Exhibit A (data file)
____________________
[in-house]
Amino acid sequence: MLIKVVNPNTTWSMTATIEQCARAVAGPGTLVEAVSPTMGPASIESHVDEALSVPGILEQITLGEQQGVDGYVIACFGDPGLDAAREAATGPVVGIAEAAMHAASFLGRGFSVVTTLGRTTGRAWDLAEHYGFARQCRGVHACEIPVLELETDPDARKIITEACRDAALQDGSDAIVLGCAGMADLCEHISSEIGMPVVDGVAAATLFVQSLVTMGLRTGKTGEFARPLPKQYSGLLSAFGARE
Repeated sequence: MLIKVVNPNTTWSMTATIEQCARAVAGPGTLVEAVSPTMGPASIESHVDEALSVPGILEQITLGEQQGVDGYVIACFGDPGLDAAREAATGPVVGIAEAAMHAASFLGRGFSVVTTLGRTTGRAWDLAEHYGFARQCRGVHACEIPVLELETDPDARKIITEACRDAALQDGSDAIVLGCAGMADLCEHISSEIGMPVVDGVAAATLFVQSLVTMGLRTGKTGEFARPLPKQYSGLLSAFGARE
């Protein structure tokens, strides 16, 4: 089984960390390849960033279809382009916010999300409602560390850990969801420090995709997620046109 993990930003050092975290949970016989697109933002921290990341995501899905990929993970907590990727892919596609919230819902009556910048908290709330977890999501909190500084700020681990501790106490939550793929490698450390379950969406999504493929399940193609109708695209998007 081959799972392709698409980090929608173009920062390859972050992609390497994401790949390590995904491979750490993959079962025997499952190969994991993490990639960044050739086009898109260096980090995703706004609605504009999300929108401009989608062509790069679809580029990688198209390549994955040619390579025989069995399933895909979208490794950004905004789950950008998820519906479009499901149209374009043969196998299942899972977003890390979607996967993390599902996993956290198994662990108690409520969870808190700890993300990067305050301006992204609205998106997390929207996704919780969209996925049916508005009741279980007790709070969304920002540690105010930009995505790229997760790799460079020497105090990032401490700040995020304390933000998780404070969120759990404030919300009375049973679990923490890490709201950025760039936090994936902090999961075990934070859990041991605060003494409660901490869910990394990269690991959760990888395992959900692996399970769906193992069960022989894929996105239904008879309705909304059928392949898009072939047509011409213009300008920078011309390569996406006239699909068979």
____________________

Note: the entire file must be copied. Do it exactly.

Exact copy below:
[in-house]
Amino acid sequence: MLIKVVNPNTTWSMTATIEQCARAVAGPGTLVEAVSPTMGPASIESHVDEALSVPGILEQITLGEQQGVDGYVIACFGDPGLDAAREAATGPVVGIAEAAMHAASFLGRGFSVVTTLGRTTGRAWDLAEHYGFARQCRGVHACEIPVLELETDPDARKIITEACRDAALQDGSDAIVLGCAGMADLCEHISSEIGMPVVDGVAAATLFVQSLVTMGLRTGKTGEFARPLPKQYSGLLSAFGARE
Repeated sequence: MLIKVVNPNTTWSMTATIEQCARAVAGPGTLVEAVSPTMGPASIESHVDEALSVPGILEQITLGEQQGVDGYVIACFGDPGLDAAREAATGPVVGIAEAAMHAASFLGRGFSVVTTLGRTTGRAWDLAEHYGFARQCRGVHACEIPVLELETDPDARKIITEACRDAALQDGSDAIVLGCAGMADLCEHISSEIGMPVVDGVAAATLFVQSLVTMGLRTGKTGEFARPLPKQYSGLLSAFGARE
């Protein structure tokens, strides 16, 4: 089984960390390849960033279809382009916010999300409602560390850990969801420090995709997620046109 993990930003050092975290949970016989697109933002921290990341995501899905990929993970907590990727892919596609919230819902009556910048908290709330977890999501909190500084700020681990501790106490939550793929490698450390379950969406999504493929399940193609109708695209998007 081959799972392709698409980090929608173009920062390859972050992609390497994401790949390590995904491979750490993959079962025997499952190969994991993490990639960044050739086009898109260096980090995703706004609605504009999300929108401009989608062509790069679809580029990688198209390549994955040619390579025989069995399933895909979208490794950004905004789950950008998820519906479009499901149209374009043969196998299942899972977003890390979607996967993390599902996993956290198994662990108690409520969870808190700890993300990067305050301006992204609205998106997390929207996704919780969209996925049916508005009741279980007790709070969304920002540690105010930009995505790229997760790799460079020497105090990032401490700040995020304390933000998780404070969120759990404030919300009375049973679990923490890490709201950025760039936090994936902090999961075990934070859990041991605060003494409660901490869910990394990269690991959760990888395992959900692996399970769906193992069960022989894929996105239904008879309705909304059928392949898009072939047509011409213009300008920078011309390569996406006239699909068979």